I had a lot of thoughts on these papers, as my last co-op was using gut microbiota to try and influence development of allergies and autoimmune disorders. My first thought is I really liked the Buffington paper, while I did not like reading the Reber paper at all. First and foremost, I felt as though the Reber paper was disorganized and incredibly difficult to read, additionally, it seemed as though their results had anomalies which made it difficult to draw conclusions from the data. One such example of this can be found in Fig1D-1E. While I understood the concept, I am wondering how one could draw a conclusion from the data presented when the vehicle decreased almost 10% in % time in open arms. The vehicle has no experimental manipulation, and as such, the 2 week interval between immunizations should not have resulted in such a drastic increase in anxiety like behavior. It's misleading to show significance in Fig1E because despite that the difference is significant there and not in Fig1D, it seems as though this is only due to the strange decrease in time spent in open arms in vehicle, which the experimental conditions shouldn't have changed. It is a huge decrease too, and it seems as though this is an anomaly that is giving misleading data.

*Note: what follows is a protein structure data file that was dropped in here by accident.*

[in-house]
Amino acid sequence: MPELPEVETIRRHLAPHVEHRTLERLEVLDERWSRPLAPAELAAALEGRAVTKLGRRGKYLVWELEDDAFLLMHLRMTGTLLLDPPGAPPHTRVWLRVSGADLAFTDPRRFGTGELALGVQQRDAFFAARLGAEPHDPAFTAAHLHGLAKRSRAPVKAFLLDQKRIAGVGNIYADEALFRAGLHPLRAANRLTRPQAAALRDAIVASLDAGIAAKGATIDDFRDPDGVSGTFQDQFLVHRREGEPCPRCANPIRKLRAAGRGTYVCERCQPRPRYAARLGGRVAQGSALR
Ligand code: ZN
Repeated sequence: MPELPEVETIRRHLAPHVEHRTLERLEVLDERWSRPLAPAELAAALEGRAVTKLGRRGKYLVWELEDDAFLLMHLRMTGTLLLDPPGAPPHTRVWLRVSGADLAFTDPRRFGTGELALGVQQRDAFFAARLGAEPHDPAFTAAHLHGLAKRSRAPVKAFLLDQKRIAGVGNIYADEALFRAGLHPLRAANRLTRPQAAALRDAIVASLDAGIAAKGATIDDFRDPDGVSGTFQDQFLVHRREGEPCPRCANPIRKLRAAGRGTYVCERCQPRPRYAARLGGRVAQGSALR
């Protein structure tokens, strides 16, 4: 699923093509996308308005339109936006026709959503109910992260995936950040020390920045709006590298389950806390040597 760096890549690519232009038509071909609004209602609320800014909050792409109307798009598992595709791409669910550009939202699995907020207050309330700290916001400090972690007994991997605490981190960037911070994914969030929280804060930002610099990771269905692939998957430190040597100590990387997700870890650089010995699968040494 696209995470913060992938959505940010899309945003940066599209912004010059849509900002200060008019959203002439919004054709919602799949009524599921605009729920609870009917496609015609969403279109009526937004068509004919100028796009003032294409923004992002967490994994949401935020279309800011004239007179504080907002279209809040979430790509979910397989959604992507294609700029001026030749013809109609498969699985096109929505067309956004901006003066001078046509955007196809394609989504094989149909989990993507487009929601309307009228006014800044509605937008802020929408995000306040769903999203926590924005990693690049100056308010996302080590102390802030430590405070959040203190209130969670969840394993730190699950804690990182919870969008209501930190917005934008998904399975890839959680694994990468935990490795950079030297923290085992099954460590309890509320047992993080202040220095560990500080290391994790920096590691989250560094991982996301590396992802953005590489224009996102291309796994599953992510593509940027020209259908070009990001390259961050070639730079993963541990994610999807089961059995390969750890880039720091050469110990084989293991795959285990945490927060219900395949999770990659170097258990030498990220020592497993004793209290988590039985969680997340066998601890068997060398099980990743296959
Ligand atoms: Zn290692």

Moving to the Buffington paper, I appreciated their clear results and their experimental design. Reading through I kept thinking back to my own work with gut microbiota, and in those experiments we postulated (in a similar way as Reber, I think) that it wasn't the bacteria themselves conferring the effects, but rather it was the bacterial epitopes on the surface of their membranes that were interacting with the immune system to confer effects. As such, it was interesting to read the Buffington paper as it seemed, based on the heat-killed experiments, that it was the actual bacteria and not their cell-surface protein composition that were causing the behavioral significance. I thought it was incredibly smart to include the heat-killed experiment, as it demonstrated that the results were probably based more on the vagal-gut interaction rather than immune modulation. It was interesting to see that the bacteria rescued behavior when administered at 4weeks rather than at 8weeks. On one had, especially since ASD is present before puberty, this makes sense. But I also have to wonder if its not also due to the ability of the bacteria to colonize. At least in my own work on the subject, the point in development at which the bacteria were administered impacted how the bacteria would colonize the gut. To that extent, it could be that the effects occurred depended on long-term gut microbiota changes (i.e. colonization) that were impacted based on the developmental time point. Additionally, it would have been interesting to take MRD offspring and try to induce the behavioral endophenotype using antibiotics.